“Well traditionally, if I was in a kind of a shaky enough place, in the early days anyway, I basically wrote constantly. Now I still write constantly these days anyway. I am different, though now, I’m older in myself, and also, what it all means to me is after becoming much clearer than it was then. I understand now that it’s a privilege to have a conduit for your creative output and for me, the highest part of whatever offering I have has got to do with creativity. I got that from my mother, Anthony, she was a very creative person. And I actually believe I wouldn’t have become a performer if I didn’t have to. In a way, when you have as many songs as I have, they sort of become like your children. So if I didn’t do this myself, perform that is, so many of them mightn’t have had an airing at all. And I still think that’s the truth today. I’ve been writing fairly prolifically my whole life and yet there’s still so many songs that people haven’t heard. the main-stays of my set are the most well-known of my songs, but there’s always a bunch of the ones that aren’t heard that often that I try to bring in too, on a revolving basis.”

 

Many songwriters are noted people-watchers and with Jimmy coming from a family of 12, I imagined there would always have been plenty going on around him, so plenty to keep an eye on. Did that family background, would he say, together with the influence of his mother, of course, have influenced his songwriting?

 

“Well my mother was a powerfully creative person and she encouraged creativity and I think that is where it came from. My brother Sean is a painter and all the rest all have some sort of gift. Another brother, Ruairi, is a jewellery maker. They all have something, a sense of creativity, no matter what their jobs. And I believe that people at large in the world all have their own creativity. It’s just that it all doesn’t manifest in the obvious; poetry, acting or singing, say.”

 

‘Warmer For The Spark’ is a tribute album to Jimmy and his songs which features many of the finest voices ever to hush a venue in this country and indeed, all across the world (Mary and Frances Black, Christy Moore, Maura O’ Connell, Mary Coughlan and Tommy Flemming). When he hears other artists cover his songs, though, is it like hearing his songs anew again?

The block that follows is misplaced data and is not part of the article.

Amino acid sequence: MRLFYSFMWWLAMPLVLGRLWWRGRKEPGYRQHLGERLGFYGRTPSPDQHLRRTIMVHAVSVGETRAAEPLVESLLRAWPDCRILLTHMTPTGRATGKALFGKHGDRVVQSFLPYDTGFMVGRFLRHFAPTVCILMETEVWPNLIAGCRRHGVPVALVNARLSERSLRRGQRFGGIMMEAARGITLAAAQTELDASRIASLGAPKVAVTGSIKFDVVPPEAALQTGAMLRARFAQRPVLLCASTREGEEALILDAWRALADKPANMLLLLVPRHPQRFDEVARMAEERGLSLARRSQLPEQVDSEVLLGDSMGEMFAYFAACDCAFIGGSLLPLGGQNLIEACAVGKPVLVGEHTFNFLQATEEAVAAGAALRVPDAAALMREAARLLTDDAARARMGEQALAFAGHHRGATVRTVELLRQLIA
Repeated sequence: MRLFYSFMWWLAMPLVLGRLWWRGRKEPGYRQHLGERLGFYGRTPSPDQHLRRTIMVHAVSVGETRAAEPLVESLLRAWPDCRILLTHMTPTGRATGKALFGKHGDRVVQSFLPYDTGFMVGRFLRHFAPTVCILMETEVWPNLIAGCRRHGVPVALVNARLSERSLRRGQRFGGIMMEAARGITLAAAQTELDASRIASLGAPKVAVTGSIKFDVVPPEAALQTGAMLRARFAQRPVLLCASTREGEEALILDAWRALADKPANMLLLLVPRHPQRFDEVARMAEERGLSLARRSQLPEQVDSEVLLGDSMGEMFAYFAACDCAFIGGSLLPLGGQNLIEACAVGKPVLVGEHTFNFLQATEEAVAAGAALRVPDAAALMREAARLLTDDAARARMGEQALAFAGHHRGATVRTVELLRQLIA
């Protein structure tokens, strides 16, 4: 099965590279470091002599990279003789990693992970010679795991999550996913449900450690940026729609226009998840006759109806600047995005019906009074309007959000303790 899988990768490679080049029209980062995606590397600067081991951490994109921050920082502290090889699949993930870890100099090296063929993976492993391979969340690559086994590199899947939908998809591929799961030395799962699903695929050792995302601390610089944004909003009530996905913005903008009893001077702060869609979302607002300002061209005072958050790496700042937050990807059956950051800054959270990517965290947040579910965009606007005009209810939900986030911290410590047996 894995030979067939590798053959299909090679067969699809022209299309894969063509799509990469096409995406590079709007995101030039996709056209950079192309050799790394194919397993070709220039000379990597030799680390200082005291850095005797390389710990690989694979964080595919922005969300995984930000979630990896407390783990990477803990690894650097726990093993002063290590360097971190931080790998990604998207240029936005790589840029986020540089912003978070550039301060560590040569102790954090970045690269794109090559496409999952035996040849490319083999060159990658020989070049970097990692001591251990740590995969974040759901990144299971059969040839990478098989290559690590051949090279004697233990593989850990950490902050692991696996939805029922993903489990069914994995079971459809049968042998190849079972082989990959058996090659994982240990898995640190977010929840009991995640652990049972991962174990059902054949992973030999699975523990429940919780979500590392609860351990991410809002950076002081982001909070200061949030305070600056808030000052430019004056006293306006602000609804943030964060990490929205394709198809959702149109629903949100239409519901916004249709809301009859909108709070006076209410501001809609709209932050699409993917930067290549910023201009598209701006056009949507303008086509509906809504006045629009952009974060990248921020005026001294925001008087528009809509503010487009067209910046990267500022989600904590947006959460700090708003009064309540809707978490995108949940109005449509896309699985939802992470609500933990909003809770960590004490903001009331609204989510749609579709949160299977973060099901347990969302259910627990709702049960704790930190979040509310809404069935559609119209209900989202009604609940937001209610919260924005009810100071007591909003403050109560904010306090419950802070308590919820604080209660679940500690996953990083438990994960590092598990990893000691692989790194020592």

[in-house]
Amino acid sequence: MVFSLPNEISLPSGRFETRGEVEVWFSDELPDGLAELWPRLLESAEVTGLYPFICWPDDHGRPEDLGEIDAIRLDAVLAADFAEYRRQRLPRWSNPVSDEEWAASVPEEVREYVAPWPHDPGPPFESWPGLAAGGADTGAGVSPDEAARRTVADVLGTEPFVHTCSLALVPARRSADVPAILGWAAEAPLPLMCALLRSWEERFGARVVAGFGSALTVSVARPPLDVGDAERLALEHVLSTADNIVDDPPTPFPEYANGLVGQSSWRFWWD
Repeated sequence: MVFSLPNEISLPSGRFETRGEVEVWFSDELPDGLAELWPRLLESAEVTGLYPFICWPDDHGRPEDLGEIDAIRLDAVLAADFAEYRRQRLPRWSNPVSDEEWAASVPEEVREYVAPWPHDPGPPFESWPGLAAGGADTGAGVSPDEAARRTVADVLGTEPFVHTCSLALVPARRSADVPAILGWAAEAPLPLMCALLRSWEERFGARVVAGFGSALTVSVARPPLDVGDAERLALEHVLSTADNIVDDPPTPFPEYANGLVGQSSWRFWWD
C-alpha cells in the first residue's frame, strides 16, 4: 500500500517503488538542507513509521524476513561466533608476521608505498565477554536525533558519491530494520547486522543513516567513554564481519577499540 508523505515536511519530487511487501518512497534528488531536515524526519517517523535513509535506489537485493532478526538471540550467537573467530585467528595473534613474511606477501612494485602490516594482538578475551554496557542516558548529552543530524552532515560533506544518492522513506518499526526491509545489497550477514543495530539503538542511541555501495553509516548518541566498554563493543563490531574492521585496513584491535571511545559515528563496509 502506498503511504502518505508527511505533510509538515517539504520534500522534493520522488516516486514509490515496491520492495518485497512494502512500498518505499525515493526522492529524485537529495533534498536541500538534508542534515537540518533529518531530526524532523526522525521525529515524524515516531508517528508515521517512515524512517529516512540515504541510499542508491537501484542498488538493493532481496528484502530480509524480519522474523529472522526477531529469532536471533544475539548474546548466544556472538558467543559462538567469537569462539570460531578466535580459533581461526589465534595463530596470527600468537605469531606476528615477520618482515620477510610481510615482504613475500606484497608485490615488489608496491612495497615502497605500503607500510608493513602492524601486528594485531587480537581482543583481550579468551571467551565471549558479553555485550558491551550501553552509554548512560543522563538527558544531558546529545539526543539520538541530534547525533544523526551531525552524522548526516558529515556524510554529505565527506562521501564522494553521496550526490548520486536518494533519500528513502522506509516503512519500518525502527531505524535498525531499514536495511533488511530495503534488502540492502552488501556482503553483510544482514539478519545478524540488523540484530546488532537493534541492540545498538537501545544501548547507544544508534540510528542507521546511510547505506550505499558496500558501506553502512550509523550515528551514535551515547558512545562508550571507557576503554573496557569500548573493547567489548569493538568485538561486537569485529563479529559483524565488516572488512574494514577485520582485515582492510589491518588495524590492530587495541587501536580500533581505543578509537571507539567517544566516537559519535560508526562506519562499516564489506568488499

“I always hear them as my songs and I’ve been fairly lucky, Anthony, in that they always remain identifiable to me. I was lucky with the people involved here in Ireland, not only with the artists, but with the producers as well, Declan Sinnott and Donal Lunny, for instance. They’re people who are powerfully creative themselves and when they look at something, they look at it often from a very wonderful place and rarely would they not get the essence of the song’s original idea. I think it’s true to say that they can respect the integrity of the songs.”

 

Jimmy has also been the subject of 2 special television tributes. Do such tributes ignite or release a new vein of writing with the confidence they must bring, I wondered, or is it more a case of they bring their own pressures to maintain the success already achieved?

 

“I don’t know, Anthony. The thing about it is, as the expression goes; ‘Some people have something to sell, and some people have something to say.’ With me, it’s really always been something to say, that’s what I do, no matter what the result might be. It’s within the rhythm of my life to create songs.”

 

Jimmy has often been described as being a romantic with a capital R. I asked him about this, and the fact that he’s also said he still loves those he’s loved romantically in his past.